In Hebrews 12:15, we're told " Look after each other so that none of you fails to receive the grace of God. Watch out that no poisonous root of bitterness grows up to trouble you, corrupting many."  When we focus on a real or imagined hurt, and let that divide us from our friends and family, and from our family in Christ, we start believing that the hurt is more important than the relationship.  That's a lie!  But that lie has destroyed many friendships and family bonds. 

Hurting others, or letting ourselves be poisoned by hurt, are two very common kinds of weed.  There are many more:  lust, greed, envy, anger, selfish ambition, idolatry (anything ahead of God in our lives) and so on.  Galatians 5:16-21 tells us to be steered by the Spirit of God, not the fleshly pull that produces those weeds.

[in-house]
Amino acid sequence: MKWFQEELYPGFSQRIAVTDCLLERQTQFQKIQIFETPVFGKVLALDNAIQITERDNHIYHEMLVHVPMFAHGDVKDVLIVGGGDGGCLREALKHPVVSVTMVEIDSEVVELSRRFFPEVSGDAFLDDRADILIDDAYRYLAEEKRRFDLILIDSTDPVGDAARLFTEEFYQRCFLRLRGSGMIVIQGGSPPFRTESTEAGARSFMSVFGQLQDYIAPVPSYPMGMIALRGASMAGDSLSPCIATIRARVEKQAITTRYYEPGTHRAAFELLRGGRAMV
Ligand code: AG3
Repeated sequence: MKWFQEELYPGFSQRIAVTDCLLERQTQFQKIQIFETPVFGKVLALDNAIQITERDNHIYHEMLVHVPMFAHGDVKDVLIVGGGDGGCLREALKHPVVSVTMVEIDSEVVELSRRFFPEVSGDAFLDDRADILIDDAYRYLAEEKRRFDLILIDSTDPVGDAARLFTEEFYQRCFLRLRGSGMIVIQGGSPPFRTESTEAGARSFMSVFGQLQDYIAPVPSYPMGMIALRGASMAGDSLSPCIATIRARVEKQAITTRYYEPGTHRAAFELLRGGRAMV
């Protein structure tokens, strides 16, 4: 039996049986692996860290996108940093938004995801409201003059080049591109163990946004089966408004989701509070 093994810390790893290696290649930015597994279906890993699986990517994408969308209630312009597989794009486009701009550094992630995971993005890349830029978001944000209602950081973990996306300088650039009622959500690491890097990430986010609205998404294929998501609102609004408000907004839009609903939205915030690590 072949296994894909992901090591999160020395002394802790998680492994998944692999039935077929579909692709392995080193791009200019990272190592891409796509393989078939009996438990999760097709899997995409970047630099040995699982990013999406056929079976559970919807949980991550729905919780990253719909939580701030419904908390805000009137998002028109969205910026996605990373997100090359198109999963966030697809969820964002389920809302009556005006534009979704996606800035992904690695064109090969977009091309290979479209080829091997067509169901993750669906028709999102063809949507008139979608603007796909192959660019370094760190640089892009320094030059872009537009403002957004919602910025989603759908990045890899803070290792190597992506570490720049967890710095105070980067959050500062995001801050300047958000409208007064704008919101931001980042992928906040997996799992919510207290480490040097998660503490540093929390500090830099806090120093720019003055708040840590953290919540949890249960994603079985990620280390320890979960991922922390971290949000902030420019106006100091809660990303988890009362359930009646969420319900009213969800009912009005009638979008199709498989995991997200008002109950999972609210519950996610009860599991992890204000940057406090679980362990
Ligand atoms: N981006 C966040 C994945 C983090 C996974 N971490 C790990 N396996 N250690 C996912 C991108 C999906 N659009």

How do you destroy weeds?  In a lawn, pulling or digging them out is one way.  Another step is to feed the grass and make it so healthy that the weeds get choked out.  No, seriously -- if the grass is good and strong, and covers all the available soil, there won't be any way for weed seeds to get rooted and grow.  Gal. 5:22-26 gives us more:  "But the Holy Spirit produces this kind of fruit in our lives: love, joy, peace, patience, kindness, goodness, faithfulness, gentleness, and self-control. There is no law against these things!"  Those are 'good grass,' the kind of thing God is himself, and that he wants in us.  It goes on to say "Those who belong to Christ Jesus have nailed the passions and desires of their sinful nature to his cross and crucified them there. Since we are living by the Spirit, let us follow the Spirit’s leading in every part of our lives."  So, we're told to make sure we're really focusing on our Christian life, and that will produce the good results in life.  That's both pro-active, by choosing to focus on God, and reactive, because God will continue to 'fertilize and water us' with his Word and his Spirit.